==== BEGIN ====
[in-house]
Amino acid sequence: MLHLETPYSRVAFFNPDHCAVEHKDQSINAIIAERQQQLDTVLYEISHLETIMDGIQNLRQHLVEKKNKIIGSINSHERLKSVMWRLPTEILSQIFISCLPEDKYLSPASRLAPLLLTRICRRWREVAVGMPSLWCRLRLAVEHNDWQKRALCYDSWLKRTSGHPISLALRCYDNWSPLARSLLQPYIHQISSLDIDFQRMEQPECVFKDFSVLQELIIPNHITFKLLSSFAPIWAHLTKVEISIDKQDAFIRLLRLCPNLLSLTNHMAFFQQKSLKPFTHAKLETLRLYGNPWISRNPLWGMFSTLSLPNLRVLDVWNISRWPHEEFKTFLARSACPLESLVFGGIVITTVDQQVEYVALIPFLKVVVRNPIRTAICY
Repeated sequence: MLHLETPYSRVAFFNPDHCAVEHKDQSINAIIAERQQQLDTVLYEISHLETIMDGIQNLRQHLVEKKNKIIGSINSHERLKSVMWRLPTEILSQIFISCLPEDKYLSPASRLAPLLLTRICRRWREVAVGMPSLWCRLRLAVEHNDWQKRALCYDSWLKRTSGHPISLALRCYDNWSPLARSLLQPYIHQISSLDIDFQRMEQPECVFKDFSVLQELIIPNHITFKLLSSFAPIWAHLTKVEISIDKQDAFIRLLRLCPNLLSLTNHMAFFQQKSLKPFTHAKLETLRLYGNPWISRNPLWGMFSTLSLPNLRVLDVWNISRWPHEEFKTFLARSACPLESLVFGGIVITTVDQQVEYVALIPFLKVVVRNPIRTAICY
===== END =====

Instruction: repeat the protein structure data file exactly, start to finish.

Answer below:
[in-house]
Amino acid sequence: MLHLETPYSRVAFFNPDHCAVEHKDQSINAIIAERQQQLDTVLYEISHLETIMDGIQNLRQHLVEKKNKIIGSINSHERLKSVMWRLPTEILSQIFISCLPEDKYLSPASRLAPLLLTRICRRWREVAVGMPSLWCRLRLAVEHNDWQKRALCYDSWLKRTSGHPISLALRCYDNWSPLARSLLQPYIHQISSLDIDFQRMEQPECVFKDFSVLQELIIPNHITFKLLSSFAPIWAHLTKVEISIDKQDAFIRLLRLCPNLLSLTNHMAFFQQKSLKPFTHAKLETLRLYGNPWISRNPLWGMFSTLSLPNLRVLDVWNISRWPHEEFKTFLARSACPLESLVFGGIVITTVDQQVEYVALIPFLKVVVRNPIRTAICY
Repeated sequence: MLHLETPYSRVAFFNPDHCAVEHKDQSINAIIAERQQQLDTVLYEISHLETIMDGIQNLRQHLVEKKNKIIGSINSHERLKSVMWRLPTEILSQIFISCLPEDKYLSPASRLAPLLLTRICRRWREVAVGMPSLWCRLRLAVEHNDWQKRALCYDSWLKRTSGHPISLALRCYDNWSPLARSLLQPYIHQISSLDIDFQRMEQPECVFKDFSVLQELIIPNHITFKLLSSFAPIWAHLTKVEISIDKQDAFIRLLRLCPNLLSLTNHMAFFQQKSLKPFTHAKLETLRLYGNPWISRNPLWGMFSTLSLPNLRVLDVWNISRWPHEEFKTFLARSACPLESLVFGGIVITTVDQQVEYVALIPFLKVVVRNPIRTAICY